Mar 16, 2015 7:00 am

Stock market leads recovery, but inflation cuts into gains

Has the Nasdaq Really Recovered?

Stocks have been the most robust component of the nation’s up-to-recently spotty recovery from the Great Recession. Broad indices such as the Dow Jones Industrial Average and the Standard & Poor’s 500 have long since surpassed their pre-crash highs. Even the technology-heavy Nasdaq composite, which plunged during the dot-com bust and remained depressed for years afterward, is close to the all-time high it set back in March 2000.

Small wonder, then, that 31% of Americans say the stock market has fully recovered from the recession, according to a recent Pew Research Center survey, and 47% say it has partially recovered. Overall, more Americans see full or partial recovery in stocks than in any other aspect of the economy we asked about (jobs, incomes, real estate). Read More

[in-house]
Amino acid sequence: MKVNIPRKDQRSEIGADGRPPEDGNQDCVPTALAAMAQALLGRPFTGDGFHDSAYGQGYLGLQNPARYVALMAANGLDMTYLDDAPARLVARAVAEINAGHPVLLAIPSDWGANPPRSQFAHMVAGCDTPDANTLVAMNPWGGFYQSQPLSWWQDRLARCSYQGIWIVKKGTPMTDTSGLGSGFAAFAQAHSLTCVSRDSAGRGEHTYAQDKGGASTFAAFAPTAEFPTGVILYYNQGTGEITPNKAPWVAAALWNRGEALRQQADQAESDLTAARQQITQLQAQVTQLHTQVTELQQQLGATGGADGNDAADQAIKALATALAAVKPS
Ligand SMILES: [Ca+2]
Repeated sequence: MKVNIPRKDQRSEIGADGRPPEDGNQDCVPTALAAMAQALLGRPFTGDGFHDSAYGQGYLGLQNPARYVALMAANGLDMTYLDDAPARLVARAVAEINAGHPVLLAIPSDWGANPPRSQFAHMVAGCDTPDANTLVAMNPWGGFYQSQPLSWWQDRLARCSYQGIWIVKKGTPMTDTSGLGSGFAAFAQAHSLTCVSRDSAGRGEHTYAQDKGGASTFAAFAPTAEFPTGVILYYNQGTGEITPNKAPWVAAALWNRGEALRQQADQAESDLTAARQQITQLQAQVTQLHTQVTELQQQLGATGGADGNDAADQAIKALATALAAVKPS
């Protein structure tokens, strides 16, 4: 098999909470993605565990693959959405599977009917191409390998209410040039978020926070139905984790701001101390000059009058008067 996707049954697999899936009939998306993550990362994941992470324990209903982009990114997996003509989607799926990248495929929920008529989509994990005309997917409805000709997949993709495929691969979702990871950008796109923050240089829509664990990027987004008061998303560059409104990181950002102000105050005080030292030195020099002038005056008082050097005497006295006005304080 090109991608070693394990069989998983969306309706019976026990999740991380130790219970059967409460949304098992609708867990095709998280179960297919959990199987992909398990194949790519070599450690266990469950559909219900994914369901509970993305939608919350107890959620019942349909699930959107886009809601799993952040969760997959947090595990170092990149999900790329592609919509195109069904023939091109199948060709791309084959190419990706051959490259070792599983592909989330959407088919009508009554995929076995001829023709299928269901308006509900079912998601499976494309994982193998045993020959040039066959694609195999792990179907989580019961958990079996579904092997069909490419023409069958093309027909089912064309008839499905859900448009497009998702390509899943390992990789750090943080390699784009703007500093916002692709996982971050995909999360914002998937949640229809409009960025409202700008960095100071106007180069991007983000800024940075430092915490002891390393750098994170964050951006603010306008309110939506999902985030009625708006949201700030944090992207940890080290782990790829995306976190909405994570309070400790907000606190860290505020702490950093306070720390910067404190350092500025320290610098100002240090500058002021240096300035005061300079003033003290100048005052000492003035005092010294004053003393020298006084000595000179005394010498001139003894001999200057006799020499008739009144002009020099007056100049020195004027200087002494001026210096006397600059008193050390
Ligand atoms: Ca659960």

Topics: National Economy

Mar 13, 2015 9:30 am

Study finds racial, ethnic divide in attention to crime news

Crime consistently ranks as one of the most followed and discussed topics by the public, and it receives more attention in local news media than almost any other subject. A recent Pew Research Center report reinforces these findings but also suggests that certain groups of residents pay closer attention to local crime than others in the three cities studied. A difference that particularly stands out is between racial and ethnic groups.

A deep analysis of local news in Denver, Macon, Ga., and Sioux City, Iowa, finds that in each city at least three-in-ten people follow crime very closely and more than half of residents often discuss crime with others.

Blacks in Macon and Hispanics in Denver More Likely than Whites to Follow and Discuss Local CrimeInterest in crime, though, is not equal across all residents in these cities, as seen in Denver and Macon, where racial and ethnic subgroups were large enough to analyze.